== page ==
Beyond the Valley of the Dolls (1970): Russ Meyer Exploitation Flick, Written bt Critic Roger Ebert

One of the strangest films to be ever financed by a major Hollywood studio (Fox), Russ Meyer’s “Beyond the Valley of the Dolls,” is a consciously made cult movie, cashing in on the unanticipated success of “Valley of the Dolls.”

Movies deliberately made with an eye to the cult and/or midnight market usually don’t work–and this one only semi-works. Scripted by the then young Chicago critic Roger Ebert, the film is based on a story conceived by him and Meyer.
“Beyond the Valley of the Dolls” has not aged well, and what might have been outrageously funny and psychedelic in 1970, seems outdated several decades later, liker a time capsule.

The yarn centers on three young women eager to break into the big time as an all-girl band. Kelly McNamara (Dolly Reed), Cynthia Myers (Casey Anderson), and Petronella Danforth, nicknamed Pet (Marcia McBroom) head for La La Land, accompanied by manager Harris Allsworth (David Gurian), who’s also Kelly’s lover. Kelly’s aunt introduces the women to record producer Ronnie “Z-Man” Barzell (John LaZar), who turns them into stars.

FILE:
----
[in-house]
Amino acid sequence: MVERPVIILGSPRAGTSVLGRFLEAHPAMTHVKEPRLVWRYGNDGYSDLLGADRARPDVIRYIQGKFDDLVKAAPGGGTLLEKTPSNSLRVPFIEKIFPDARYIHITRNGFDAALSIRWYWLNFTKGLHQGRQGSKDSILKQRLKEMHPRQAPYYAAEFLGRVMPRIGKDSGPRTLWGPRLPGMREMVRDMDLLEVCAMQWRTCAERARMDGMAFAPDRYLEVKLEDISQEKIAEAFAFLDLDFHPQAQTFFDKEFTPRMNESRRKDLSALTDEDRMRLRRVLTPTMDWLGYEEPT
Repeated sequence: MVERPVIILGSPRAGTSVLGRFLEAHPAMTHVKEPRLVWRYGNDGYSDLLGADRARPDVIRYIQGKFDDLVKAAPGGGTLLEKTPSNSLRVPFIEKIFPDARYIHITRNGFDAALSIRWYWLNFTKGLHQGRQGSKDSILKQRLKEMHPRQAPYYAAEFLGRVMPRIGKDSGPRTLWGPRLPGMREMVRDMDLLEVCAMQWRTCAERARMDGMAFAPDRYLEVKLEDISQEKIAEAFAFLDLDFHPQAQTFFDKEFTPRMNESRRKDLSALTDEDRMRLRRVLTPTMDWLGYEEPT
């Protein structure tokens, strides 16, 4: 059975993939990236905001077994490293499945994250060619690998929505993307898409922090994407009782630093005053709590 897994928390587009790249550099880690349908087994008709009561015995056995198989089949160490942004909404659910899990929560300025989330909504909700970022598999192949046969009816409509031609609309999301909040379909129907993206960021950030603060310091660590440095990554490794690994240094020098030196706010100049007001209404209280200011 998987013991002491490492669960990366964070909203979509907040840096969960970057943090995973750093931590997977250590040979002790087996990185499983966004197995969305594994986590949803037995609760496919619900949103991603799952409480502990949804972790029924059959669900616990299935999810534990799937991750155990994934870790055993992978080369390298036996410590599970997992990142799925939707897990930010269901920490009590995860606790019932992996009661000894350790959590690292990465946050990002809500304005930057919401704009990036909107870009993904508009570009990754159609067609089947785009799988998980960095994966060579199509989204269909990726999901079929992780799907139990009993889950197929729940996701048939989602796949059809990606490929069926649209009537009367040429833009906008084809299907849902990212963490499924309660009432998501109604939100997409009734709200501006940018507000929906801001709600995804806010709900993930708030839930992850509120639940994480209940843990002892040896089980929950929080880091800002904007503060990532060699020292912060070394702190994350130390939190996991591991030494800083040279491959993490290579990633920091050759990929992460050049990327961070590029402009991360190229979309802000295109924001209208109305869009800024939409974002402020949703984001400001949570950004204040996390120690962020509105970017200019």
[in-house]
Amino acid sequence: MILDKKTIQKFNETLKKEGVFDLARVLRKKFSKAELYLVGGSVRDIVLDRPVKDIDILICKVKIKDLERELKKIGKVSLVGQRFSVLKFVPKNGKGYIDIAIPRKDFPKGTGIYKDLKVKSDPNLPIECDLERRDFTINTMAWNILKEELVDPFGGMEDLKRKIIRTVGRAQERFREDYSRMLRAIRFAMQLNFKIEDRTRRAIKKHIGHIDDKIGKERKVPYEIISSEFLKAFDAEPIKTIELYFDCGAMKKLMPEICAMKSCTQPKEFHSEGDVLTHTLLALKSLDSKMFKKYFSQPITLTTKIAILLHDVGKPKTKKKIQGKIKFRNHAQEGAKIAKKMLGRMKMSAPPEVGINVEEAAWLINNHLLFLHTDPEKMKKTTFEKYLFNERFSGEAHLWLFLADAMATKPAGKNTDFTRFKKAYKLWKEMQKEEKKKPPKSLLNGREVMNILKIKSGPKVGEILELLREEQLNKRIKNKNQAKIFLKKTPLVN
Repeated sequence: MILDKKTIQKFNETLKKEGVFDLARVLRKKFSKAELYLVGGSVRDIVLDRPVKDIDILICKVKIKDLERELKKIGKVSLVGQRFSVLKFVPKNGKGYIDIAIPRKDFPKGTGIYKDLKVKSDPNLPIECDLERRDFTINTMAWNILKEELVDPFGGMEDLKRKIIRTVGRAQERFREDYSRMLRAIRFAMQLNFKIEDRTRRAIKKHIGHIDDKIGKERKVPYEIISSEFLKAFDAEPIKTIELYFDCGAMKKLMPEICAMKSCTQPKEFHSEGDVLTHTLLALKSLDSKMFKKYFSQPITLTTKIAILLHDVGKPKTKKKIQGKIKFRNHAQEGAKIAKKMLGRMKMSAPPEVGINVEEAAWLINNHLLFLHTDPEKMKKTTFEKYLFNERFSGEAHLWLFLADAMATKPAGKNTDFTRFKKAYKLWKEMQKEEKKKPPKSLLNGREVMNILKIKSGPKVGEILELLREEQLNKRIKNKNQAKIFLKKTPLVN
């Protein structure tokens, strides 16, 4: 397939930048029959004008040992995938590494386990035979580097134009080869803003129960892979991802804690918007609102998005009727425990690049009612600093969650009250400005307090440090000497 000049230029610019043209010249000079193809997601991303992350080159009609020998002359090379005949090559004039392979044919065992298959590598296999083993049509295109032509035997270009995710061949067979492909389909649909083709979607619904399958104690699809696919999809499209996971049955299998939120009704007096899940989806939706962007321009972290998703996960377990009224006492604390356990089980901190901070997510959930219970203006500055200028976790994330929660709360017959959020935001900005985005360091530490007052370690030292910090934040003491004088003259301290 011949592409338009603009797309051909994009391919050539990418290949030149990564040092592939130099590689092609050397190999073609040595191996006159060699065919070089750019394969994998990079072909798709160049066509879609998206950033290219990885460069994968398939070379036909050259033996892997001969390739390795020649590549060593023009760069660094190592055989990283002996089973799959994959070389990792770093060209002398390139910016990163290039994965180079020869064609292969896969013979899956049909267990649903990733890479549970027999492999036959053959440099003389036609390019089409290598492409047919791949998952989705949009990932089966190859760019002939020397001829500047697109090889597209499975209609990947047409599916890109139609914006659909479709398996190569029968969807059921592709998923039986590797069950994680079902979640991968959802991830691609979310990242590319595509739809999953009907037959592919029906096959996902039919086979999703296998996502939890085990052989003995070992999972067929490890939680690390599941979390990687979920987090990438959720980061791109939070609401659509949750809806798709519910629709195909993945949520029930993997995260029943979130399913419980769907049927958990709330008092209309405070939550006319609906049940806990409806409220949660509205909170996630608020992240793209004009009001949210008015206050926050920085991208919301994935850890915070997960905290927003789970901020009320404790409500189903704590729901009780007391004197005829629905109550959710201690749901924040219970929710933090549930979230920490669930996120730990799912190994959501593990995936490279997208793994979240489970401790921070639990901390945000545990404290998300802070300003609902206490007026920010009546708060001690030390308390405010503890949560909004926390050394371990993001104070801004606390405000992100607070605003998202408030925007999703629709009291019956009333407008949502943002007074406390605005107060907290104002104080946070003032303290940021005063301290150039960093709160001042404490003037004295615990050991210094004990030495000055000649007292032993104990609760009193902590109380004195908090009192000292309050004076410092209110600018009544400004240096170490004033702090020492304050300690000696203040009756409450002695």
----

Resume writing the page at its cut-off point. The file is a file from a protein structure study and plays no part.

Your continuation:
Melodrama kicks in as soon as they become rich and famous. Kelly abandons Harris for playboy Lance Rocke (Michael Blodgett), Harris is seduced by a porn star, and Pet falls in love for a law student. Then Casey, who gets addicted to pills and alcohol, finds herself attracted to the lesbian employee of Kelly’s aunt.

In one of the film’s climaxes, Lance and the band members attend a party at LaZar’s house, whereupon he attacks his guests, dressed as a super-heroine named “Superwoman.”

Director Russ Meyer established a name for himself with low-budget exploitation flicks, and this one was no different, considering its budget (just over $1 million). This was not only Meyer’s first studio film, but also one that he shot in widescreen.

The cast includes former Playboy models and other non-professional actors. The dialogue is sharply uneven, and some of the lines are preposterous by design, such as “You will drink the black sperm of my vengeance.”

As expected of a Meyer flick, this movie includes orgies, drug parties, Nazi butlers, and a gruesome Manson-like massacre, enough to merit the movie X-rating (ironically for violence, not sex).